Commercial real estate prices have been rising steadily for a number of years. In France in particular they are now higher than they were before the 2008 crisis. These high valuations appear consistent with the economic fundamentals – notably the low interest rate environment and tightness in supply relative to demand in certain segments of the market. However, the fundamentals currently differ markedly from historical levels, raising the risk that prices might correct downwards in the event of a sudden rise in interest rates or a deterioration in the economic outlook. If this were to happen, the systemic consequences would most likely be limited as commercial real estate only accounts for a small share of financial institutions’ exposures. However, we cannot rule out a possible contagion to firms and, to a lesser extent, households.
Commercial real estate prices have been rising steadily for a number of years. This is linked to the low interest rate environment which has made the risk/return ratio on these assets increasingly attractive relative to bond investments, leading in turn to a sharp rise in transaction volumes. The trend is particularly marked in France, where prices have been rising continuously since 2009 and are now above their pre-crisis level, especially in the office segment. This raises the question of whether commercial real estate is now overvalued, and if so how this might affect financial stability.
What is commercial real estate?
For the purposes of this article, commercial real estate is taken as referring to real estate assets held by professional investors who do not occupy the property but derive regular income from it. It therefore consists of real estate, either existing or under development, that is owned by institutional investors (insurers, investment funds), generally for the purpose of renting to businesses or households. This definition of commercial real estate, based on the type of owner, covers a wide variety of assets, ranging from business premises (shopping centres, small retail outlets, offices, warehouses, etc.) to residential buildings.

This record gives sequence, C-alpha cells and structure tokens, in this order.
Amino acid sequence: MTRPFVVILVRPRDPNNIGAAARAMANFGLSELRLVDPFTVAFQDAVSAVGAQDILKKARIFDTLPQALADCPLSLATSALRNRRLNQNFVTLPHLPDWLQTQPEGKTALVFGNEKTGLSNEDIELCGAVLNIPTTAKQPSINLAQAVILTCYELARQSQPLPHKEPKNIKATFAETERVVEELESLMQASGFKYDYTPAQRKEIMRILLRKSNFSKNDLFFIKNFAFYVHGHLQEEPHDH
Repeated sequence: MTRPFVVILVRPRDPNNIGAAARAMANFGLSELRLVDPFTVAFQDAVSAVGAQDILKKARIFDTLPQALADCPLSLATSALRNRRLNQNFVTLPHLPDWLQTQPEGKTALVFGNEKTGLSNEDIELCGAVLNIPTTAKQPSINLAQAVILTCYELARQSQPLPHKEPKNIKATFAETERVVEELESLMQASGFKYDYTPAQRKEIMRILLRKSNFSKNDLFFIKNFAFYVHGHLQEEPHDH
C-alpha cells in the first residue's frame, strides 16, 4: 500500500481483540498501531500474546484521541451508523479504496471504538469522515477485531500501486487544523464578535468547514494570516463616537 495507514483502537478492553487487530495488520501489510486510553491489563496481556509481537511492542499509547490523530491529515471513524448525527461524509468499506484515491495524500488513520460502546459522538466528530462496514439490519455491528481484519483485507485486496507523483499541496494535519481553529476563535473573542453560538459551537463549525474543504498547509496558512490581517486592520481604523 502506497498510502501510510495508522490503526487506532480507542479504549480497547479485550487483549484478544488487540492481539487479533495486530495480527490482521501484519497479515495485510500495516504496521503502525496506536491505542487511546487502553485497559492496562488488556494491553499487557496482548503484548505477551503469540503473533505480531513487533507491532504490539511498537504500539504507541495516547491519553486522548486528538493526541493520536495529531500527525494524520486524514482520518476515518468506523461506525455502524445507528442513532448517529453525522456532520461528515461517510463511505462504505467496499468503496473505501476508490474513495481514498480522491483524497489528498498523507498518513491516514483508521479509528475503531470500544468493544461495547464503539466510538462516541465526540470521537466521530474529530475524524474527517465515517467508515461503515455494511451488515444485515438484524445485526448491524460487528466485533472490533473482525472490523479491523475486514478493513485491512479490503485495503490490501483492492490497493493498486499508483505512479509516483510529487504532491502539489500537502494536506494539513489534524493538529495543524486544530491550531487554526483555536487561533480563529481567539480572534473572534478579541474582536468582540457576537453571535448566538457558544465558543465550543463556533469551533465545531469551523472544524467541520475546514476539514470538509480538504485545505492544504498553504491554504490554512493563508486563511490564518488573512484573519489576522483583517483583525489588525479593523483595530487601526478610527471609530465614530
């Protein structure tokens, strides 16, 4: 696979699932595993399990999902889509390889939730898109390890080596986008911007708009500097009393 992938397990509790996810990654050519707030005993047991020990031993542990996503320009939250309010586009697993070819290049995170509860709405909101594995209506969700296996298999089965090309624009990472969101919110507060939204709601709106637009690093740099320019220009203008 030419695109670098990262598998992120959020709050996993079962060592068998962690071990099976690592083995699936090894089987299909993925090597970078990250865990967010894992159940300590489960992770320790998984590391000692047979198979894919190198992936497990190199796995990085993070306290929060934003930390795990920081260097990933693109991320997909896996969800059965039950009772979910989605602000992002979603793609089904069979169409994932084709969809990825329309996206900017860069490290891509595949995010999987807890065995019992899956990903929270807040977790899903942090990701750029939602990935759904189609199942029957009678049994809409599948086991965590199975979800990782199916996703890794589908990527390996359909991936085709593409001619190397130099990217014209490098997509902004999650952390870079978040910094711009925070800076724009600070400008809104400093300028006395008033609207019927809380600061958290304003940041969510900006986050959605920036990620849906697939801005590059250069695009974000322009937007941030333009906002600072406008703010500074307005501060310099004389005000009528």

In France, the market accounted for EUR 330 billion of assets in 20173 and a total of 27 billion transactions a figure that needs to be set against some 200 billion purchases of new and second-hand dwellings by households over the same period. Commercial real estate is therefore only a small sub-segment of the overall property market, but one with a particularly strong international exposure (29% of purchases are by non-residents).
The underlying mechanisms differ in each segment
Commercial real estate groups together a range of properties that are not completely interchangeable in terms of purpose or use. A square metre of logistical premises located in the suburbs does not serve the same purpose as a high-street shop, and a high-street shop does not serve the same purpose as office space. As a result, the factors determining rent prices are liable to differ from one segment to another.
Updated on: 10/30/2019 18:36